Save Money (and Still Enjoy Your Life) in the Bay Area


When lawyer Kate Dowing announced that she would move out of Silicon Valley due to the exorbitant housing prices, the story went viral. It emphasized what many Bay Area residents know all too well: If you come to this affluent area for other reasons than working for a major tech company, life will be very expensive. Here are some ideas to save money and make it work nevertheless.

Top Tips to Save Money

1. Go green

The Bay Area is more car-focused than European cities, but if you get a bike and use public transport you can get by without a car. Free shuttles connect the suburban areas and you can transport your bike on public transport (Bart, Caltrain) for free.

2. Look east

If you do buy a car however, dealers and repair workshops are in the East Bay are cheaper and can save you money. This also goes for dentists, housing, etc. Driving off-hours, and avoiding the more congested streets can save you a lot of time. As well as getting a Fastrak toll tag for your car, if you are crossing the bridges regularly.

3. Rent smart

Generally the East and South Bay are more affordable than San Francisco. Look for housing offers on craigslist and supost (a Stanford buy/sell list). If you qualify, you can also apply for affordable housing at the San Francisco Mayor’s Office, but you have to be lucky to win the lottery; there are hundreds of applications for each room. However, the application process is simple and free – so why not try?

 

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4. Buy local

Get fruit and vegetables at your local Farmers’ Market and consider taking turns with friends as you can save money if you buy in bulk and share.

5. Buy and sell second-hand

There is a huge market for used goods in the Bay Area! Look at yard sales and online forums (craigslist and supost) for furniture and household accessories. Stanford University has its own permanent yard sale where you can get everything from furniture to computer parts. Freecycle.org and NextDoor.com are great neighborhood resources for free or gently used items at low prices. Many offices also have “for sale” mailing lists, which are especially trustworthy since the sellers and buyers are colleagues. You can get outdoor gear at considerably reduced prices at SaC and REI’s monthly garage sales (returned gear, members only). If you have kids, you can buy and sell gently used clothing or toys at local consignment stores like Kid to Kid.

6. Buy in bulk

If you have that extra space at home, buying items in bulk online is cheaper than getting them in the supermarket (toilet/kitchen rolls, washing up liquid, nappies etc.). A Resto Depot card allows you to buy grocery in bulk – good, if you can share with friends.

7. Drink water

When eating out, it is totally acceptable to drink only tap water. But don’t forget to tip, no matter what.

8. Fly for free

Certain credit cards give you flight miles for ordering and using them. It’s realistic to get one intercontinental return flight almost free in the first year (you only pay flight taxes), because each card comes with an initial chunk of flight miles on them.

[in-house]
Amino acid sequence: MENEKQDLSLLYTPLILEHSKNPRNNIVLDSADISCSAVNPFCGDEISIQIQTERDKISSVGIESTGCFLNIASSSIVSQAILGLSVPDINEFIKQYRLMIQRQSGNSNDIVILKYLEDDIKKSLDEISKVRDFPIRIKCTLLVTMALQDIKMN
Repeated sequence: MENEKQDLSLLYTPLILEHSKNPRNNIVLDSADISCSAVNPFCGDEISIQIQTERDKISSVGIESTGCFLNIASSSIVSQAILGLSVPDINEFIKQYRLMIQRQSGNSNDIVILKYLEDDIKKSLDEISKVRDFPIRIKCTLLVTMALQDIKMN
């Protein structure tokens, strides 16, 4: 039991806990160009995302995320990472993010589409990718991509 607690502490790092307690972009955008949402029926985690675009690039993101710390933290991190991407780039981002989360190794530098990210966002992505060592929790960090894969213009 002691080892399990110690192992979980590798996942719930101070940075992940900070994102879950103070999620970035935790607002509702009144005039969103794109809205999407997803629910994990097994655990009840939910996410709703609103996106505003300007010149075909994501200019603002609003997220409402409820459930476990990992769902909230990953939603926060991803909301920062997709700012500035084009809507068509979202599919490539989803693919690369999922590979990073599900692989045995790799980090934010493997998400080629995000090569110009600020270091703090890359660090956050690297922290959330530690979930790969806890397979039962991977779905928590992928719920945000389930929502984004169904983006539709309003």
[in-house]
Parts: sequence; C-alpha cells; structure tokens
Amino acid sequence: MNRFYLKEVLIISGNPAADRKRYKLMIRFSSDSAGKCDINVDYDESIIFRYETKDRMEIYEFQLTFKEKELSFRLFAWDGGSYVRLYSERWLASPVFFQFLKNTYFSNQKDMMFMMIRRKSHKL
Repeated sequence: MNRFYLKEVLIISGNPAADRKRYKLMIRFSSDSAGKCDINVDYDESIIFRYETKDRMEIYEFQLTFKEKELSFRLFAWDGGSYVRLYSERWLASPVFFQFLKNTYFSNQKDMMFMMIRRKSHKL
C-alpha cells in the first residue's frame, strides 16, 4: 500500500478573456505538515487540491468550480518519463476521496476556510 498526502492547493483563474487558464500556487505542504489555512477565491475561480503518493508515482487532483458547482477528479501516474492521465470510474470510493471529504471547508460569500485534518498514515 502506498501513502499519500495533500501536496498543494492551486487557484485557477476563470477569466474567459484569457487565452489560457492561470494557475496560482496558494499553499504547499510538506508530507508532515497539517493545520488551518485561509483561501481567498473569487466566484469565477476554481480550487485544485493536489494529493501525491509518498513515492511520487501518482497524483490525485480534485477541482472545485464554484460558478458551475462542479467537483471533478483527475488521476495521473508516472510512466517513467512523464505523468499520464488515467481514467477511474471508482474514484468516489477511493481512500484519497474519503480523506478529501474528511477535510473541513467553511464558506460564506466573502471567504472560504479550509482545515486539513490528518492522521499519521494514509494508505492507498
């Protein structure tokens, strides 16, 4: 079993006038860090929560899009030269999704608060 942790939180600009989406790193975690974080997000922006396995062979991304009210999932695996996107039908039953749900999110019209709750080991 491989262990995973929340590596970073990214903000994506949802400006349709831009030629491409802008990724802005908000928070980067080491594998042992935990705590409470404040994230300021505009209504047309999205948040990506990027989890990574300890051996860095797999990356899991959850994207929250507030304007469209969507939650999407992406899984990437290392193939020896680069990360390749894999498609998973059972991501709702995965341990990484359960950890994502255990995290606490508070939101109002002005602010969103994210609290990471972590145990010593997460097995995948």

9. Skip fees

You can save money if you get a bank account that does not charge you a fee for drawing out money from your home country.

10. It does not have to be Hawaii

California itself has amazing destinations – from the Lost Coast to Death Valley. Self-organized road and outdoor trips don’t have to be expensive at all; campgrounds range from $12-25 for up to six people and your group gets access to all National Parks for $80 a year (or $20 each time).

11. Free fun

Universities and their international centers offer a lot of free activities (Stanford, Berkeley, SFSU). If the professor agrees, you can also audit a regular university class. Or look out for free online classes (MOOCs) on EdX or Coursera. You can find other affordable classes at community colleges and adult schools.

12. Sharing is caring

If you have a particular talent (of course you do!), you can offer a class at an international center, boost your teaching experience and get to know other expats. There are lots of opportunities to volunteer your talents, you can check out a lot of great opportunities at Volunteer Match.

 

Do you have any further tips for saving money whilst enjoying life in the Bay Area?

Note: The links and examples are meant to be helpful as we use them ourselves; Life in the Bay has no affiliation or partnership whatsoever with the mentioned organizations or companies.


About Christina Felschen

Originally from Germany, I came to the Bay Area in 2014 with my partner. After working in Latin America, Scandinavia, France and on the world oceans, I am startled to see how Silicon Valley is inventing the world of tomorrow and is still stuck in traffic jams every morning. I continue to work as a journalist with a focus on human rights, migration and travel and try to polish my skills as a photographer. Most of all I enjoy exploring California's fantastic outdoors: its mountains, deserts and secluded beaches – and I would like to share my tour ideas and travelogues with you.


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